101252 P.E.I. v. Brekka, (2015) 363 N.S.R.(2d) 273 (CA)

Judge:Fichaud, Saunders and Oland, JJ.A.
Court:Nova Scotia Court of Appeal
Case Date:February 17, 2015
Jurisdiction:Nova Scotia
Citations:(2015), 363 N.S.R.(2d) 273 (CA);2015 NSCA 73
 
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101252 P.E.I. v. Brekka (2015), 363 N.S.R.(2d) 273 (CA);

    1143 A.P.R. 273

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Temp. Cite: [2015] N.S.R.(2d) TBEd. JL.049

Betty Ann Brekka (appellant/respondent by cross-appeal) v. 101252 P.E.I. Inc. (respondent/appellant by cross-appeal)

(CA 420096; 2015 NSCA 73)

Indexed As: 101252 P.E.I. Inc. v. Brekka

Nova Scotia Court of Appeal

Fichaud, Saunders and Oland, JJ.A.

July 28, 2015.

Summary:

Foreclosure proceedings with respect to two properties owned by Brekka resulted in sales of the properties to the plaintiff. Brekka claimed that she had reached an oral agreement with the president of the plaintiff on the day of the foreclosure sales that would have entitled her to additional time to come up with financing to save the properties. Brekka moved for an order giving effect to the alleged settlement agreement.

The Nova Scotia Supreme Court, in a decision reported at (2013), 334 N.S.R.(2d) 138; 1059 A.P.R. 138, denied the motion. The plaintiff moved for an order to confirm the sales of the two properties. Brekka moved for an order to declare the plaintiff's two foreclosure actions null and void due to the plaintiff's lack of compliance with s. 17(1) of the Corporations Registration Act.

The Nova Scotia Supreme Court, in a decision reported at (2013), 339 N.S.R.(2d) 97; 1073 A.P.R. 97, found that the plaintiff was not in compliance with s. 17(1) as it was not registered to do business in Nova Scotia. However, Capital Direct Atlantic Inc., the original mortgagee and assignor of the two mortgages to the plaintiff, was a Nova Scotia company. The proper remedy was to add Capital Direct as a plaintiff to the actions. The sales were confirmed subject only to the amendment of the style of cause to include Capital Direct as plaintiff. Brekka appealed from both decisions. The plaintiff cross-appealed from the finding that it was not in compliance with s. 17(1).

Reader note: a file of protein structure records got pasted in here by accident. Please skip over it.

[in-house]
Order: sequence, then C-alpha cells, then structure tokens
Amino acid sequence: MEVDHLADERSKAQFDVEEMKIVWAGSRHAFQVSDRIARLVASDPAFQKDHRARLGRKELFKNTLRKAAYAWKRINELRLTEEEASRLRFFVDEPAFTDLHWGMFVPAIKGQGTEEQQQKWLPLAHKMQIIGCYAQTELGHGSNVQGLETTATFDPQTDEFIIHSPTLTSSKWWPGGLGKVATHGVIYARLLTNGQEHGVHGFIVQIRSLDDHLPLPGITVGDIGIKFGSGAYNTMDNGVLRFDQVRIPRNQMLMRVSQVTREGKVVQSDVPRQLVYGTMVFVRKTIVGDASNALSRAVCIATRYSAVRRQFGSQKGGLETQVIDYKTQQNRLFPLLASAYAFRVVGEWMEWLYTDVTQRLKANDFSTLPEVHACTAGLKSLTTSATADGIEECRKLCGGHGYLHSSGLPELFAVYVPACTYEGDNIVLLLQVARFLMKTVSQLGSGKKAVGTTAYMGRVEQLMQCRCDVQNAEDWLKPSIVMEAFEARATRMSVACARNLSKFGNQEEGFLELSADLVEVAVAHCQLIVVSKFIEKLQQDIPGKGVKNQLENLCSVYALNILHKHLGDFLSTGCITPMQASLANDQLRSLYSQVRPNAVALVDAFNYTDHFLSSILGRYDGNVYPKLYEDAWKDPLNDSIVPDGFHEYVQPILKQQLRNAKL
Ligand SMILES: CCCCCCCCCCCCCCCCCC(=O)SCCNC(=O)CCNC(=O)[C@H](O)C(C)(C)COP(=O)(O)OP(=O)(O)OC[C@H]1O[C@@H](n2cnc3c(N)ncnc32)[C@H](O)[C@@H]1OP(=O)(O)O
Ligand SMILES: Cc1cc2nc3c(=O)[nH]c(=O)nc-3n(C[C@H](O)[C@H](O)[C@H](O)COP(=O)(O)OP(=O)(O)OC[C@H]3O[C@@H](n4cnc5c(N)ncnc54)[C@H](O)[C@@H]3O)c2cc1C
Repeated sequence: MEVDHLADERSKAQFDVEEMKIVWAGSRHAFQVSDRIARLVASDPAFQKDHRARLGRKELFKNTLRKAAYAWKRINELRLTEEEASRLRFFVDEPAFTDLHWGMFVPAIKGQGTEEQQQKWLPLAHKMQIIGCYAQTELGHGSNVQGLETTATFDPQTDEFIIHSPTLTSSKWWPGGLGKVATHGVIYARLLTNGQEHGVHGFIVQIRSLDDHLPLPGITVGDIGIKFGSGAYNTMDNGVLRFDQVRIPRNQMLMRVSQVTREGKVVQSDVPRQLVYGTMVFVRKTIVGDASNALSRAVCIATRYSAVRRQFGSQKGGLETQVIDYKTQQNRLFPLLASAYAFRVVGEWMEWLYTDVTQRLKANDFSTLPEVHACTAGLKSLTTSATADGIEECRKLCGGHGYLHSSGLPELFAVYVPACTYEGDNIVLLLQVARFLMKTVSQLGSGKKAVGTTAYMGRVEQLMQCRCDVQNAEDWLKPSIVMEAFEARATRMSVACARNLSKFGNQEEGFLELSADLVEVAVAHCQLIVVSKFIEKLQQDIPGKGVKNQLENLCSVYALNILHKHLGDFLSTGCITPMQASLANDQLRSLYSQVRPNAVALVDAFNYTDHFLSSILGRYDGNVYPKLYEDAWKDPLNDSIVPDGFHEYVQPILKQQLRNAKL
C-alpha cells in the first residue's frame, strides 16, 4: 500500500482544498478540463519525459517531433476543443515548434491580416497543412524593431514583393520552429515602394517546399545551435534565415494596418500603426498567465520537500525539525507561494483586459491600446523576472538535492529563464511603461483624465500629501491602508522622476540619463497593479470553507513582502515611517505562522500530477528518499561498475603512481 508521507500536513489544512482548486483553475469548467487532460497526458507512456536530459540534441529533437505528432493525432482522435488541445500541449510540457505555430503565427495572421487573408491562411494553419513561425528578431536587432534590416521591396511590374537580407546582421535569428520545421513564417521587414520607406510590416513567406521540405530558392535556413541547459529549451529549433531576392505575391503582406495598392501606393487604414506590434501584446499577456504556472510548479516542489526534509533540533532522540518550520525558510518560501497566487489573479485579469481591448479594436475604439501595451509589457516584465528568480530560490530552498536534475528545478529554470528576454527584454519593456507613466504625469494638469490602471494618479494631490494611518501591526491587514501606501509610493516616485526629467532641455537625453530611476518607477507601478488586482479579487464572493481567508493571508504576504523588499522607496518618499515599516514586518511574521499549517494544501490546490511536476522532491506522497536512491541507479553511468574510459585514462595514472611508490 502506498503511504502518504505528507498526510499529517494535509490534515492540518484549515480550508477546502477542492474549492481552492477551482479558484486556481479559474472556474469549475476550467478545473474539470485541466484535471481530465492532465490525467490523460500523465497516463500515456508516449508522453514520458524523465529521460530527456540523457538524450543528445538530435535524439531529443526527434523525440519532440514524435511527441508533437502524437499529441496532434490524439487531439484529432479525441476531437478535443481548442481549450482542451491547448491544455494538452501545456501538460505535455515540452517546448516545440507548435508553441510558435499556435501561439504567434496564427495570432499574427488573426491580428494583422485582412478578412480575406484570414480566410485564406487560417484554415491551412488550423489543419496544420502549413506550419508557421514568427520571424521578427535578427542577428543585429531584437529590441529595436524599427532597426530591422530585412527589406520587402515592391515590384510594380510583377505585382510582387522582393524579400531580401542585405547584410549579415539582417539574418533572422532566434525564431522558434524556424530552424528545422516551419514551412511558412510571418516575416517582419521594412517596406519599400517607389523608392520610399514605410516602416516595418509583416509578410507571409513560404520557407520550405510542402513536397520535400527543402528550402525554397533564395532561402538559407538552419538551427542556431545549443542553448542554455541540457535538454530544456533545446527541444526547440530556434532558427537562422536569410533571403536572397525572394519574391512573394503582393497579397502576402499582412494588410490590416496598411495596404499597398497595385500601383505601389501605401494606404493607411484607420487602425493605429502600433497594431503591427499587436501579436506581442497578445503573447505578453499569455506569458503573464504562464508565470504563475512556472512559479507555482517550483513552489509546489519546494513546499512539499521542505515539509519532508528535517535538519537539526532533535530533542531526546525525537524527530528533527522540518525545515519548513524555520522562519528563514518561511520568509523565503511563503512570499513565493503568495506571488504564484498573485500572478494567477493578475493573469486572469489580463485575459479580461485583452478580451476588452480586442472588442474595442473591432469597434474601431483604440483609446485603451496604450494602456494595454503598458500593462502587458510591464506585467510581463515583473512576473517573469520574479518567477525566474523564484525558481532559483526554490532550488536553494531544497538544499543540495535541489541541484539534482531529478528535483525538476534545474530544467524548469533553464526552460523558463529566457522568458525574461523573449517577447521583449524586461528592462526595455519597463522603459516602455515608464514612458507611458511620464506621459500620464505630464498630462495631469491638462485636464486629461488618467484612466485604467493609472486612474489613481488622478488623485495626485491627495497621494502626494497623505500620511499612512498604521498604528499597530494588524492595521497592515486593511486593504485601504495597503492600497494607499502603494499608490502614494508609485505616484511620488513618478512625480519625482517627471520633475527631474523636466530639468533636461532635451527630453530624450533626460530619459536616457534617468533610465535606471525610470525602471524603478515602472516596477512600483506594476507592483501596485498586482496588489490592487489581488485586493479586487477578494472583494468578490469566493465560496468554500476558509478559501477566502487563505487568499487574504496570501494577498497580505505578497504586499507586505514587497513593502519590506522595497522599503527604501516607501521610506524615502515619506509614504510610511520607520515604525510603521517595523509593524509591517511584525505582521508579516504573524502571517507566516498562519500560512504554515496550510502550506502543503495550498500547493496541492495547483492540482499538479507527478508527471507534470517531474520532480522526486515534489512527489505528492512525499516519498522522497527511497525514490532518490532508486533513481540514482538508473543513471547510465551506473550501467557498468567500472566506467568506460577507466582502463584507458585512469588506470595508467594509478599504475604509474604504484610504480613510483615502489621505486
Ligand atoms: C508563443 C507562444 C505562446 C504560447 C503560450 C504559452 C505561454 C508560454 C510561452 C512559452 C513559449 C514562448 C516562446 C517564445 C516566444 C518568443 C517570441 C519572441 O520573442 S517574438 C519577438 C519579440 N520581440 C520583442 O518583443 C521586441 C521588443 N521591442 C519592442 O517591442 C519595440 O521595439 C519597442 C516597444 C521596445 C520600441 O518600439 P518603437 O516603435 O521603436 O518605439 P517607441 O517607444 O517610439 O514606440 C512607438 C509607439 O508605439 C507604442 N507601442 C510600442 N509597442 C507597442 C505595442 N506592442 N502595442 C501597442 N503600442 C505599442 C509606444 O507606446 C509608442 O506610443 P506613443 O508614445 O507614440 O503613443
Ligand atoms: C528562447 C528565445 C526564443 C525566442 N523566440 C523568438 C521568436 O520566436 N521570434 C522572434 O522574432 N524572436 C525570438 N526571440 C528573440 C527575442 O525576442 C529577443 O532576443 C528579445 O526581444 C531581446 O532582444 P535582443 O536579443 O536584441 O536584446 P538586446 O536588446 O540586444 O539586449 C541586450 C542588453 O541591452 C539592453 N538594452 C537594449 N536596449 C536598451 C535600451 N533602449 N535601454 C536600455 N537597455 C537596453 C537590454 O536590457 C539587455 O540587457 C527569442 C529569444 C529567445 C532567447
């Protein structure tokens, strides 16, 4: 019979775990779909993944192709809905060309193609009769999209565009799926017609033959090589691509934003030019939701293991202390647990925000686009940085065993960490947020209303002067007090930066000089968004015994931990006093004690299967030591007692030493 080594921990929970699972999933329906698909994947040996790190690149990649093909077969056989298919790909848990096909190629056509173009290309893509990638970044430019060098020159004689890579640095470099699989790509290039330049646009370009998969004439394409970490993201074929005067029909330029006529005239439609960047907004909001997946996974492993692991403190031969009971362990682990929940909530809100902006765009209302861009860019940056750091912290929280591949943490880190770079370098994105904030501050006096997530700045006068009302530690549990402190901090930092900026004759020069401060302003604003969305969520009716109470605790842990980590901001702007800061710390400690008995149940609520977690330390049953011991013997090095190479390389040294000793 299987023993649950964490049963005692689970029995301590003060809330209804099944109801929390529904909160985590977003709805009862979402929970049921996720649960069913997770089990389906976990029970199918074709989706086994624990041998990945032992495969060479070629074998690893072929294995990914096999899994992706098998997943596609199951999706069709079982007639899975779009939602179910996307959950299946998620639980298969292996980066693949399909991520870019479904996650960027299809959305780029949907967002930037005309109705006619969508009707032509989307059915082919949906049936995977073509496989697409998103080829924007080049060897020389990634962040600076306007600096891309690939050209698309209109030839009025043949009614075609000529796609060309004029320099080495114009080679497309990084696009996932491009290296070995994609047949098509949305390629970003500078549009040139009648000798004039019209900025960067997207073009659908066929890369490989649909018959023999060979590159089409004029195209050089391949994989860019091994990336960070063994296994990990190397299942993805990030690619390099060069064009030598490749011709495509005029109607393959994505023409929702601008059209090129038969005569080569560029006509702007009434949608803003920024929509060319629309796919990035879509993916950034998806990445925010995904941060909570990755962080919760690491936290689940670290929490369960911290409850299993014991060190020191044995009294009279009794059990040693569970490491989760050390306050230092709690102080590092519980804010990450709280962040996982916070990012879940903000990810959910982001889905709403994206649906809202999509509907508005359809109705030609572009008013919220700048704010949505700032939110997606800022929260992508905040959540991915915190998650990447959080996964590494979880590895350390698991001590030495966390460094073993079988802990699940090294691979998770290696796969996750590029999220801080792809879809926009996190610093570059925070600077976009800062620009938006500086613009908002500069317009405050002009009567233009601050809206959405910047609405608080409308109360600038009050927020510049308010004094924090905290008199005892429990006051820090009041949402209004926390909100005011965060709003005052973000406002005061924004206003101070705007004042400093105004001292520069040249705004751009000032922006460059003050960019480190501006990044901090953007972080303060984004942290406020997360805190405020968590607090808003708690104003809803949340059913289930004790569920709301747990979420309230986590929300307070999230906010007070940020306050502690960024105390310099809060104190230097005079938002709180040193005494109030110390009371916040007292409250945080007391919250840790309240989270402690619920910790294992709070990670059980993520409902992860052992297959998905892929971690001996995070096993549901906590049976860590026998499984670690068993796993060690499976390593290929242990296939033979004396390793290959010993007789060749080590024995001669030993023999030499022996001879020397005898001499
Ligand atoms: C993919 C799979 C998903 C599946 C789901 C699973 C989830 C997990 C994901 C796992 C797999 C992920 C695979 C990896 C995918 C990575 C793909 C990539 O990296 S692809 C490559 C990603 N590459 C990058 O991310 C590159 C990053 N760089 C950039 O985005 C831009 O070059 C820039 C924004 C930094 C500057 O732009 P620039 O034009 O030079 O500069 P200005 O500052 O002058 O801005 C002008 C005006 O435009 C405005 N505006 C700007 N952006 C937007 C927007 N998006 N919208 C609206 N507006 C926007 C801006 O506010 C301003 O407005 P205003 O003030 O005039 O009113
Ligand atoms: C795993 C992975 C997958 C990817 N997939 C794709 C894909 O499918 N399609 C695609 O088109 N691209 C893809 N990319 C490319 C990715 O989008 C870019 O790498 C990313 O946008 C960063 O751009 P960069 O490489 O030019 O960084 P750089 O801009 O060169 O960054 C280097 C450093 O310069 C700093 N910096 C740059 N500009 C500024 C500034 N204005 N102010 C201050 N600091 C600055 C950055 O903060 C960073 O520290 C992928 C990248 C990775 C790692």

The Nova Scotia Court of Appeal dismissed the appeals and the cross-appeal.

Company Law - Topic 7880

Extra-provincial corporations - Licensing or registration - What constitutes carrying on business - Brekka mortgaged two properties to Capital Direct Atlantic Inc., a Nova Scotia company - Capital Direct assigned the mortgages to the plaintiff, a P.E.I. company that was not registered to do business in Nova Scotia - Foreclosure proceedings resulted in sales of the properties to the plaintiff - The plaintiff moved to confirm the sales - Brekka moved for an order to declare the foreclosure actions null and void due to the plaintiff's lack of compliance with s. 17(1) of the Corporations Registration Act - Duncan, J., found that the plaintiff was not in compliance with s. 17(1) - The plaintiff could not rely on Capital Direct's status to found compliance with s. 17(1) - An action commenced by an unregistered assignee immediately on obtaining the assignment and before conducting any business in furtherance of its terms might not be subject to the prohibition in s. 17(1) - However, by the time these actions were filed, the plaintiff's management of the mortgage provisions had continued for several months after the assignments - Therefore, the mortgages were contracts that, once assigned, became connected to the plaintiff's business in Nova Scotia - It would be contrary to the intention of the legislation that the plaintiff could commence an action in such circumstances - The Nova Scotia Court of Appeal dismissed the plaintiff's appeal - Duncan, J., was correct in his interpretation of s. 17(1) - The mortgages were made in Nova Scotia in connection with business carried on by Capital Direct - Capital Direct assigned its rights to the plaintiff, which had carried on business in that capacity in Nova Scotia - Therefore, the contract was made in connection with that part of the plaintiff's business assigned to it by Capital Direct, which it carried out in Nova Scotia while unregistered - The plaintiff was precluded from taking foreclosure proceedings against Brekka - See paragraphs 46 to 62.

Company Law - Topic 7882

Extra-provincial corporations - Licensing and registration - Effect of lack of registration - Brekka mortgaged two properties to Capital Direct Atlantic Inc., a Nova Scotia company - Capital Direct assigned the mortgages to the plaintiff, a P.E.I. company that was not registered to do business in Nova Scotia - Foreclosure proceedings resulted in sales of the properties to the plaintiff - The plaintiff moved to confirm the sales - Brekka moved for an order to declare the foreclosure actions null and void due to the plaintiff's lack of compliance with s. 17(1) of the Corporations Registration Act - Duncan, J., found that the plaintiff was not in compliance with s. 17(1) and could not have commenced the actions in its own name - However, the appropriate remedy was not nullification of the entire proceedings - Brekka had acknowledged her default - The mortgages and the assignments were valid - Defeating the proceedings would be disproportionate to the harm intended to be deterred - The proper remedy was to add Capital Direct as a plaintiff - The sales were confirmed subject only to the amendment of the styles of cause to include Capital Direct as plaintiff - The Nova Scotia Court of Appeal dismissed Brekka's appeal - Duncan, J., thoroughly considered the consequences to both Brekka and the plaintiff - In fashioning a remedy, he neither erred in principle nor issued a directive that could be seen as producing a patent injustice - See paragraphs 63 to 68.